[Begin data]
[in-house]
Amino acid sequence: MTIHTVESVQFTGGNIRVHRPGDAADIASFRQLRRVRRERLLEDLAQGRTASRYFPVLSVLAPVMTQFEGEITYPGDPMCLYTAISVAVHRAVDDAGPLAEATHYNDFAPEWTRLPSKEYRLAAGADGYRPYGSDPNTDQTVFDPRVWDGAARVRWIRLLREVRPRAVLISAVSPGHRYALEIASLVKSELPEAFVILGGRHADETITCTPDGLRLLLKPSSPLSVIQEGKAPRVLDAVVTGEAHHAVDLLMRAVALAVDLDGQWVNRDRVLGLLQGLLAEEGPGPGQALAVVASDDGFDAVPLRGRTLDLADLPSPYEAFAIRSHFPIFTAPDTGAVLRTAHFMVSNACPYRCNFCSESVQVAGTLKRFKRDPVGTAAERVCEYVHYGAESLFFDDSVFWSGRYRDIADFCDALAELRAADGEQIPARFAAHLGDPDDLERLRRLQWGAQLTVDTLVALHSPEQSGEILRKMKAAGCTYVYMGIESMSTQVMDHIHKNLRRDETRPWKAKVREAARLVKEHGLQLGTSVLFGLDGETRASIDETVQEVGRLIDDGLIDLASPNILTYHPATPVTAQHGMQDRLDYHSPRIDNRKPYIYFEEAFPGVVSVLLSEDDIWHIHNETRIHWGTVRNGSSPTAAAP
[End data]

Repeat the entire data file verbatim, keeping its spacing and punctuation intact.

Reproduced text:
[in-house]
Amino acid sequence: MTIHTVESVQFTGGNIRVHRPGDAADIASFRQLRRVRRERLLEDLAQGRTASRYFPVLSVLAPVMTQFEGEITYPGDPMCLYTAISVAVHRAVDDAGPLAEATHYNDFAPEWTRLPSKEYRLAAGADGYRPYGSDPNTDQTVFDPRVWDGAARVRWIRLLREVRPRAVLISAVSPGHRYALEIASLVKSELPEAFVILGGRHADETITCTPDGLRLLLKPSSPLSVIQEGKAPRVLDAVVTGEAHHAVDLLMRAVALAVDLDGQWVNRDRVLGLLQGLLAEEGPGPGQALAVVASDDGFDAVPLRGRTLDLADLPSPYEAFAIRSHFPIFTAPDTGAVLRTAHFMVSNACPYRCNFCSESVQVAGTLKRFKRDPVGTAAERVCEYVHYGAESLFFDDSVFWSGRYRDIADFCDALAELRAADGEQIPARFAAHLGDPDDLERLRRLQWGAQLTVDTLVALHSPEQSGEILRKMKAAGCTYVYMGIESMSTQVMDHIHKNLRRDETRPWKAKVREAARLVKEHGLQLGTSVLFGLDGETRASIDETVQEVGRLIDDGLIDLASPNILTYHPATPVTAQHGMQDRLDYHSPRIDNRKPYIYFEEAFPGVVSVLLSEDDIWHIHNETRIHWGTVRNGSSPTAAAP